News, Politics

Prince William Asks Two Photographers To Leave George Alone

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Prince William has asked for his baby, Prince George, not to be photographed. Image: TheMatthewSlack
Prince William has asked for his baby, Prince George, not to be photographed. Image: TheMatthewSlack

Prince William, Britain’s Duke of Cambridge, has asked two photographers to stop taking pictures of his son, baby Prince George.

He said they are bothering the baby and his nanny.

William sent two photographers a letter, asking them to stop following his son around.

The photographers are “freelancers,” which means they work for themselves rather than a company. They take pictures of famous people and sell them to newspapers and magazines.

These kinds of photographers are also known as “paparazzi.” Many celebrities complain about paparazzi bothering them and infringing on their personal space.

Paparazzi are particularly disturbing to William, because his mother–the very popular and famous Princess Diana–was killed in 1997 during a car accident while she was apparently fleeing a photographer.

After that incident, the royal family asked photographers to leave Diana’s two sons–Prince William and Prince Henry–alone until they were young adults. The photographers and reporters agreed to that request.

The 14-month-old prince has not had many photos of him appear in newspapers in Britain, other than right after his birth and when he was christened. However, photos of him have been published in European newspapers.

His parents say they want him to have as normal a childhood as possible.

Prince George will soon have a little brother or sister; the royal couple are expecting their second baby.

The new baby will be fourth in line to the throne, meaning that there are three people ahead of him or her to become King or Queen of England.

First in line to the throne is Prince Charles (William’s father); second in line is William; third in line is baby Prince George; fourth will be the new baby boy or girl; and fifth is Prince Harry, William’s brother.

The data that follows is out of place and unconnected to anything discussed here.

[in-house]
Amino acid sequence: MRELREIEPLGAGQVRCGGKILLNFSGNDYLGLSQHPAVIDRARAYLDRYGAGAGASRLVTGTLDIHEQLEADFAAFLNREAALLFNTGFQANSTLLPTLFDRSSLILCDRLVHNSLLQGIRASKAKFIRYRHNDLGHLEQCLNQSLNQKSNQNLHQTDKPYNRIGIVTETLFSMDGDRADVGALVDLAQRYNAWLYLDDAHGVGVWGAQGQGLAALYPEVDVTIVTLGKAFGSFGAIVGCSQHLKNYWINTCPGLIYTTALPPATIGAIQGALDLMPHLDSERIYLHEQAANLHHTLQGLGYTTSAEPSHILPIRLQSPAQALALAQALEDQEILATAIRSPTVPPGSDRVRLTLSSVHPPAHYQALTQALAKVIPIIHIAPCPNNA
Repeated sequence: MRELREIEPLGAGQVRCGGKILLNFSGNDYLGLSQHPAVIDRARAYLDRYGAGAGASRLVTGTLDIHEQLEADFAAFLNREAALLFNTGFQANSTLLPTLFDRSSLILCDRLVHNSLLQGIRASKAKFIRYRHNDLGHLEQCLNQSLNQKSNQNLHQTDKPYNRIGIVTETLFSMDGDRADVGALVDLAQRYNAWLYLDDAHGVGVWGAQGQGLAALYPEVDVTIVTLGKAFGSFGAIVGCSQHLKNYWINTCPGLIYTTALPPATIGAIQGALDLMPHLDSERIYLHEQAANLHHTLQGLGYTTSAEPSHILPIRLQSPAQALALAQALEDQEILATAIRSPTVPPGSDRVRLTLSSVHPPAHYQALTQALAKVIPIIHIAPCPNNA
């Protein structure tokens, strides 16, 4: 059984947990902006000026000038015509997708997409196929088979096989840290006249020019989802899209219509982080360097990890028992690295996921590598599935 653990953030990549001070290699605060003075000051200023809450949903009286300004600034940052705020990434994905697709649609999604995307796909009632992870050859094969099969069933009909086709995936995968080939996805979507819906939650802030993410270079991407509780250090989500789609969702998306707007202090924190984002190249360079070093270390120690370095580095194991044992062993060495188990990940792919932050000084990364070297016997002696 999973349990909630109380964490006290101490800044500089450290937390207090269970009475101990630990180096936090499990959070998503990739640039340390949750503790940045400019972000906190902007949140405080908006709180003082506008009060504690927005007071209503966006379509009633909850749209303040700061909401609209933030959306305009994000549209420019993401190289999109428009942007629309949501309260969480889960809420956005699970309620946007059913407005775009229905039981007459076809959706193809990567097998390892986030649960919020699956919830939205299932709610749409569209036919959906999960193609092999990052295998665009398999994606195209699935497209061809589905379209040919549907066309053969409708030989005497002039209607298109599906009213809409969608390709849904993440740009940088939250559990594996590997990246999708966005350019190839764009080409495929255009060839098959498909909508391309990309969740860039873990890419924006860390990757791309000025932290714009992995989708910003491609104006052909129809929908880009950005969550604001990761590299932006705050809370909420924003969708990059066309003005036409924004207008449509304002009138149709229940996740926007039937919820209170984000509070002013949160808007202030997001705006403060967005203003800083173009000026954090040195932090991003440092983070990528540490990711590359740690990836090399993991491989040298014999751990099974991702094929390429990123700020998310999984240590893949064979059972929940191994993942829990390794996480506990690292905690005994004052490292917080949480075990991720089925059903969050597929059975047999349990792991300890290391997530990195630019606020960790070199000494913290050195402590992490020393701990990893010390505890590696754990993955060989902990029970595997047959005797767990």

CURRICULUM CONNECTIONS
By Kathleen Tilly and Joyce Grant

Writing/Discussion Prompt
The royal family wants their child to have “a normal childhood.” What do you think they mean by that? Do you think Prince George, who could one day be the King of England, will have a “normal” childhood? Why or why not?

Reading Prompt: Extending Understanding
If you were one of those two photographers, what would you do? Would you listen to Prince William and stop taking the photos, or would you continue to take the photographs in order to earn a living?

Junior
Extend understanding of texts by connecting the ideas in them to their own knowledge, experience, and insights, to other familiar texts, and to the world around them (OME, Reading: 1.6).

Intermediate
Extend understanding of texts, including increasingly complex or difficult texts, by connecting the ideas in them to their own knowledge, experience, and insights, to other familiar texts, and to the world around them (OME, Reading: 1.6).

Language Feature: Possessives
Nouns (people, places and things) often belong to someone or something. To show belonging, possessives are used.

Possessives are used in the following three examples: Britain’s Duke of Cambridge, Diana’s sons, William’s father. What is similar about these three examples?

Can you think of 5 other examples of possessives?